ECON 611: Seminar in American Economic Development
Selected topics in the long-term movements of the American economy. The course focuses on one or two facets of American economic development and the interaction of political and economic forces that shaped the development. The 19th century is typically the chronological focus, although topics from the 18th and 20th century are considered occasionally. Recent classes have focused on constitutional development (1770-1850), banking (1790-1850), transportation infrastructure (1790-1900), and the interaction of democratic political institutions and government borrowing for infrastructure (1790-1850). .

ECON 613: Origins and Development of Capitalism
Economics 613 does focus on the origins and development of capitalism, with particular attention over the last few years has been on the "Theory of the State." The course combines elements of political economy, institutional economics, economic history, political history, and political science to understand the transition to "modern" economies that began about 200 years ago. The transition was both economic and political and the focus of the readings and the class is to understand the deeper interaction between economics and politics. Readings in recent years have included Doug North, Mancur Olson, Acemoglu & Robinson, Robert Bates, and the work of Wallis, North and Weingast.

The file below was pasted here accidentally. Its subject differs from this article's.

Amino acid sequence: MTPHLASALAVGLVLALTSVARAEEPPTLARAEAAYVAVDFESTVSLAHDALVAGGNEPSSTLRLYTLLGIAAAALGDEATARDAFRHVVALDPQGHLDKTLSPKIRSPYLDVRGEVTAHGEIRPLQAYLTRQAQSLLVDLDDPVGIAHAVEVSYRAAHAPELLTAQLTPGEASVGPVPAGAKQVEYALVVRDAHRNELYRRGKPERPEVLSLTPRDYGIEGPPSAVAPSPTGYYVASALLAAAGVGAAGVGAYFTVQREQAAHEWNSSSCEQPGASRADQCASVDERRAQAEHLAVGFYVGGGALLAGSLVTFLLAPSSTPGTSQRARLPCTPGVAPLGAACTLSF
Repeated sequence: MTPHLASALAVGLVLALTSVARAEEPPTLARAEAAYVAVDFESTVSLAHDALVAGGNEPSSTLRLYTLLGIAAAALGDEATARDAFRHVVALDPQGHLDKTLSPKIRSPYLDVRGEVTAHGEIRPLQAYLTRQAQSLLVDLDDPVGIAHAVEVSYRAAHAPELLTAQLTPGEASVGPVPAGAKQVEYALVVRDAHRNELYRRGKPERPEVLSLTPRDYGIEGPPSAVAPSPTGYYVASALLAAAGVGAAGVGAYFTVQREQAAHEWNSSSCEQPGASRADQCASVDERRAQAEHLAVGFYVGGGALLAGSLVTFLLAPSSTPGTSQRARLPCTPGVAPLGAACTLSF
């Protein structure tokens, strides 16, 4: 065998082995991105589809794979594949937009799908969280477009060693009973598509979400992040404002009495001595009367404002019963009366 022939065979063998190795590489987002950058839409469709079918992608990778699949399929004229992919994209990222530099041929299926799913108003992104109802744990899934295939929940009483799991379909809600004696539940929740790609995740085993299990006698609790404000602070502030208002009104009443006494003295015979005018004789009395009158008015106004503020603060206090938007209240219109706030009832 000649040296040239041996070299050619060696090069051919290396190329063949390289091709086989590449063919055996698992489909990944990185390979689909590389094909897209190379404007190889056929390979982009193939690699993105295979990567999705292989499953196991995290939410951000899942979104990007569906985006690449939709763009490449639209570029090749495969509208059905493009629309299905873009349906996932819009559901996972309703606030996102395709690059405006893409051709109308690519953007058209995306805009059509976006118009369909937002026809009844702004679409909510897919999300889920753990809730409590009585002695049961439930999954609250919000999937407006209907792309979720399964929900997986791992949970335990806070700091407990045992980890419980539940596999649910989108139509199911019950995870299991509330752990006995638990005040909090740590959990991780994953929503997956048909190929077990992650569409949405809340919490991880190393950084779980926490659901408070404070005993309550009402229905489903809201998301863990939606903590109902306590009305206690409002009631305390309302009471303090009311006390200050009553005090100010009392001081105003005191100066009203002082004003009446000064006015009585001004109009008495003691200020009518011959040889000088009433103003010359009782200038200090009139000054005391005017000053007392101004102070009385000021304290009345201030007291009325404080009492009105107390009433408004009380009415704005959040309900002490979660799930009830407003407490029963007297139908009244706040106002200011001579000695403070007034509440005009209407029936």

Field Requirements in Economic History

Field requirements in economic history are different from other fields. There is a lot to learn and the field cannot be mastered through models and applications. Students taking the field as a major or minor typically take 611 and 613 (when offered), as well as a readings course (labelled ECON 698) with the history faculty. For a major field, if 611 or 613 are not offered, the third course can be chosen from another field in consultation with the history faculty. Readings focus on a different theme each semester. Students typically meet every other week with faculty. Most students are ready to take a field exam at the end of the third year. The only difference between the major and minor field is the amount of reading. Aside from general readings, topics covered are geared to the interests of the students (geographically and topically). The field exam is given when the student is ready and is tailored to the topics covered by the student's reading.

Average grade of B+ or better in courses.